Lewes smart to add transit service

February 25, 2022

Anyone who’s visited Lewes Beach the last few summers knows parking is at a premium. A parking permit program is in the works, but it’s not happening until at least summer 2023. Parking and traffic woes won’t wait for that program, so it’s nice to see city officials move forward with the Lewes Line. If successful, this transit service can reduce traffic and relieve some of the strain on the city’s limited parking. 

The Lewes Line was made possible due to a generous lease from Delaware Transit Authority, which will provide five retired DART buses for the economical cost of $1 per bus per year. City staff estimates it will cost just over $150,000 to implement the transit service. Most of the funds will go toward paying drivers, purchasing uniforms and retrofitting the buses with Lewes Line decals. This is not a profitable endeavor for the city, but some of the annual expenses will be offset by user fees – possibly $1 per ride – and advertising inside the buses.

This low-cost approach was an easy decision, and we applaud Lewes Mayor and City Council for making it quickly. If visitors and residents do not embrace the Lewes Line – we hope they do – city officials can scrap it with little investment of taxpayers’ money. The city is not on the hook for the purchase of buses. That’s a big win.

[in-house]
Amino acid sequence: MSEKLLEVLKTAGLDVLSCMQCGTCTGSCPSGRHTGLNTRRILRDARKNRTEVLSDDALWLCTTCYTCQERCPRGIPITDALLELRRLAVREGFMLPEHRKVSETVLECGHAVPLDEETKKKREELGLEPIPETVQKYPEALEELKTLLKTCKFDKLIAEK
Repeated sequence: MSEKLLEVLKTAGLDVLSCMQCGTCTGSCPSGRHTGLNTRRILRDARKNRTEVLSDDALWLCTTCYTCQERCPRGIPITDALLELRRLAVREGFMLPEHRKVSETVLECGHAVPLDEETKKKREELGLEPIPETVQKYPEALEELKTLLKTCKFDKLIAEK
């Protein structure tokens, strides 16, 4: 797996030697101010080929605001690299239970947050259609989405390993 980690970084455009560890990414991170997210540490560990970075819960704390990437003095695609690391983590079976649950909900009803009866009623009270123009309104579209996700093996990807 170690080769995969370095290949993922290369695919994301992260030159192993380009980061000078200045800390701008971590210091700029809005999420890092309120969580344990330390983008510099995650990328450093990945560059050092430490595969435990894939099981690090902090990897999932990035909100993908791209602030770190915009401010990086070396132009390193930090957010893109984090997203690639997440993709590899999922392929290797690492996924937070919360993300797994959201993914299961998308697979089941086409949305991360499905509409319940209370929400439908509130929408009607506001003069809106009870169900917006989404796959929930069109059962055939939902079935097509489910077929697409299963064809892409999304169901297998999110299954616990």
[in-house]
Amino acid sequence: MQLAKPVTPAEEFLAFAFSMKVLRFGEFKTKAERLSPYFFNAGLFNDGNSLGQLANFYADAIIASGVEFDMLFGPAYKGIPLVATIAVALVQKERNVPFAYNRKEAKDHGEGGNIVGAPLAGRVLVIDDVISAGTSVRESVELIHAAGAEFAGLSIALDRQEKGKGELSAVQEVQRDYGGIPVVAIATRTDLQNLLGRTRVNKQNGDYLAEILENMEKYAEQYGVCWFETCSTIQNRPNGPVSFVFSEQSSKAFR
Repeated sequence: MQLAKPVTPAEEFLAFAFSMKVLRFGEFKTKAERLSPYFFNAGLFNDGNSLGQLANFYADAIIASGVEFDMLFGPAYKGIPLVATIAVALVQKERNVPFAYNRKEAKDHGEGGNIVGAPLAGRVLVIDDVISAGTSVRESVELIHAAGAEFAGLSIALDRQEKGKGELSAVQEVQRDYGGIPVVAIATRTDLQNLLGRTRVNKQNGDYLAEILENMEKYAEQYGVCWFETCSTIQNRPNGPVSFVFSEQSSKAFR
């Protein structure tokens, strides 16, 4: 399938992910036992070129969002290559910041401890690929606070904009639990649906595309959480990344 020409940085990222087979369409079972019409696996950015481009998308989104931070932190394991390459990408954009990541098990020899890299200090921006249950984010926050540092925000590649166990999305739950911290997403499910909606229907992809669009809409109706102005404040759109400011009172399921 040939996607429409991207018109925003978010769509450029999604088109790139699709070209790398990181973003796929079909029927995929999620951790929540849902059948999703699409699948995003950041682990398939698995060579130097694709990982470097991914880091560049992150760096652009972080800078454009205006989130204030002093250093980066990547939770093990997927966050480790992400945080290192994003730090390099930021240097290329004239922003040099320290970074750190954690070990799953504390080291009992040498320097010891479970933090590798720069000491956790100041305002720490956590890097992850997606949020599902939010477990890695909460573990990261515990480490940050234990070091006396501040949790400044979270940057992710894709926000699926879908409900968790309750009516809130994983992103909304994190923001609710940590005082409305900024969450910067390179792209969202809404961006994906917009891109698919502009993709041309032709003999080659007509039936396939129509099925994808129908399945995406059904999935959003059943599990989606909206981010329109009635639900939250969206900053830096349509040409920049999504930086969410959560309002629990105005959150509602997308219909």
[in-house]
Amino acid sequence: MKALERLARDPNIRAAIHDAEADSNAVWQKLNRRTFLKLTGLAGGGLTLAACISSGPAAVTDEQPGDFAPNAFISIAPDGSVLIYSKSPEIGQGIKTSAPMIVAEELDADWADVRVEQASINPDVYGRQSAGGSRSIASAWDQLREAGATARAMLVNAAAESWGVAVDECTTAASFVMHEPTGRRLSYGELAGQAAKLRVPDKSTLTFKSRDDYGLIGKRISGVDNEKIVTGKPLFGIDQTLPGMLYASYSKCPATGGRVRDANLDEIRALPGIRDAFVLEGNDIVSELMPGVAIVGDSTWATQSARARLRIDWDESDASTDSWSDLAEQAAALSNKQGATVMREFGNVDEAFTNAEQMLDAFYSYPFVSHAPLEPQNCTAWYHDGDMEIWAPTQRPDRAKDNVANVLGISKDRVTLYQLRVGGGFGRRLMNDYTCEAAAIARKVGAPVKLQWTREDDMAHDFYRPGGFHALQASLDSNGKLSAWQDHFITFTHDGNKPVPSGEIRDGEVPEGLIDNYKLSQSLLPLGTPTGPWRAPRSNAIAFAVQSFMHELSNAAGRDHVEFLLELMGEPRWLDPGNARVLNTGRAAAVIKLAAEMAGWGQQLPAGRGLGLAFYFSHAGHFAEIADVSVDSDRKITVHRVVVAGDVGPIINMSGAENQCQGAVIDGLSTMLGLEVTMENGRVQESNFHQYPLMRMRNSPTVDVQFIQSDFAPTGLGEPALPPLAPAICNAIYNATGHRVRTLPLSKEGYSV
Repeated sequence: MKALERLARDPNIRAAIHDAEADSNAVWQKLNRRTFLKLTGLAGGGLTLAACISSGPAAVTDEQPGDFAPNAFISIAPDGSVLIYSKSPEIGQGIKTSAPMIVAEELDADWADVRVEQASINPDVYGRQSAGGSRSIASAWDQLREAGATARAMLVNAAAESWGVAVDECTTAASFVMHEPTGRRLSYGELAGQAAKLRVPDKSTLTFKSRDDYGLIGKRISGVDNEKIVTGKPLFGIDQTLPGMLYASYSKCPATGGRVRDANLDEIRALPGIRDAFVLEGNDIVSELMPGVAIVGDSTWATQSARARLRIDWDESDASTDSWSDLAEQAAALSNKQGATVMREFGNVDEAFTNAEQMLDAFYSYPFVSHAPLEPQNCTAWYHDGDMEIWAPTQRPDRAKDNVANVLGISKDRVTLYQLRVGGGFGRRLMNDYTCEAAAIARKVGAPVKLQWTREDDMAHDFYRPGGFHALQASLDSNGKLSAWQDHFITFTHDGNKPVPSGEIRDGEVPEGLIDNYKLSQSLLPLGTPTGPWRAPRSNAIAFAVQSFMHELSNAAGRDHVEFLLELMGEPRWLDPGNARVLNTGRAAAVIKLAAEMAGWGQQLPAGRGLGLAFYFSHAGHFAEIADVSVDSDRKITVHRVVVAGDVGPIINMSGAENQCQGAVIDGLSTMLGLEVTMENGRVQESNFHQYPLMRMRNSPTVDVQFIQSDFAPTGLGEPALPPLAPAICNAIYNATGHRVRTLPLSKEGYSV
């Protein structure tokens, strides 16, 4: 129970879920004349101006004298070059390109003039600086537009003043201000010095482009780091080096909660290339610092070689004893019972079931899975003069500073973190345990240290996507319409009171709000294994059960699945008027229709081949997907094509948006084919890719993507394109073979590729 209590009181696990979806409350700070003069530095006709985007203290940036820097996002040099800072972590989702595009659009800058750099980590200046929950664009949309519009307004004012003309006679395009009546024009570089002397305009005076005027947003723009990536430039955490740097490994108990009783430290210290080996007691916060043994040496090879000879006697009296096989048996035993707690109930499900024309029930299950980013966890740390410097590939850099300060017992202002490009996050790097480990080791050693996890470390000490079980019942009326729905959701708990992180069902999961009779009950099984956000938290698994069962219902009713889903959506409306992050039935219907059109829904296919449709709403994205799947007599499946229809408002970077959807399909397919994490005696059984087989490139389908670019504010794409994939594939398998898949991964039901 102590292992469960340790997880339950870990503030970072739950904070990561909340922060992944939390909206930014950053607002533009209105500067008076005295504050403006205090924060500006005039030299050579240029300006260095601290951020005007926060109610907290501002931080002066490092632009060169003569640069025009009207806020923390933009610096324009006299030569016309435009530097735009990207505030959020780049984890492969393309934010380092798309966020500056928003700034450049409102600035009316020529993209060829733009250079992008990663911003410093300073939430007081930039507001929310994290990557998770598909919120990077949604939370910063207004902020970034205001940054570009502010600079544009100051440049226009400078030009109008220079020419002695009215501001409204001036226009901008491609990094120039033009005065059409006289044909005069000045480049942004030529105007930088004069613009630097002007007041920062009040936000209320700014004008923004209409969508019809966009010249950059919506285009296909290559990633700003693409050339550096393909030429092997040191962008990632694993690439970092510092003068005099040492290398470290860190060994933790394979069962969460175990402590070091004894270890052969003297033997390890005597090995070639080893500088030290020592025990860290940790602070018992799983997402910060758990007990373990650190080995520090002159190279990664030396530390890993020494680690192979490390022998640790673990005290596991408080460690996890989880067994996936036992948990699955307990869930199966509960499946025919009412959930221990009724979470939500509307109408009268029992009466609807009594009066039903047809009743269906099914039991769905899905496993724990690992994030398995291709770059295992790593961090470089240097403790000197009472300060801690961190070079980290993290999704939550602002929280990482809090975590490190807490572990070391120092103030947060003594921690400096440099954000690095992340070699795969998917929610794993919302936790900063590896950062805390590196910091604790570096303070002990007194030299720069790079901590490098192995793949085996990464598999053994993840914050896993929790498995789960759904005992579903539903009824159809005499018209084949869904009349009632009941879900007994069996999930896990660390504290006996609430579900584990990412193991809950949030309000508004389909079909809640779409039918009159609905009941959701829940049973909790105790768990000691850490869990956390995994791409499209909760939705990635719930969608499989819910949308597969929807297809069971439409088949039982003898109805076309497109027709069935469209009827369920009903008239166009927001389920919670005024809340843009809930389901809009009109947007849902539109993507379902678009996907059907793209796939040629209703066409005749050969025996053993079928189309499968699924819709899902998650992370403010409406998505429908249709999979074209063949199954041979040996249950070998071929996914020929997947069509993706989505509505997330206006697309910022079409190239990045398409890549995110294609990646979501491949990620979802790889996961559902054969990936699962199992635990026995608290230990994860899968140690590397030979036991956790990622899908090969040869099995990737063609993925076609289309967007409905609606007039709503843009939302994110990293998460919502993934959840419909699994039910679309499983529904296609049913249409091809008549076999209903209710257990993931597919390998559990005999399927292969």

The existing plan is to offer nine stops around the city. Two key stops are the parking lots at Cape Henlopen High School and the Cape May-Lewes Ferry terminal. With other stops strategically placed at Lewes’ most frequented locales, visitors of all ages can park at one of these two lots and enjoy the town without much effort. It’s also cheaper than feeding parking meters.

If the Lewes Line can get off on the right foot, the city should consider expansion to include other popular spots such as Cape Henlopen State Park and Roosevelt Inlet, and provide opportunities for more of the city’s residents to have access closer to their homes. Everyone, including the environment, benefits from getting cars off the road.


  • Editorials are considered and written by Cape Gazette Editorial Board members, including Publisher Chris Rausch, Editor Jen Ellingsworth, News Editor Nick Roth and reporters Ron MacArthur and Chris Flood. 

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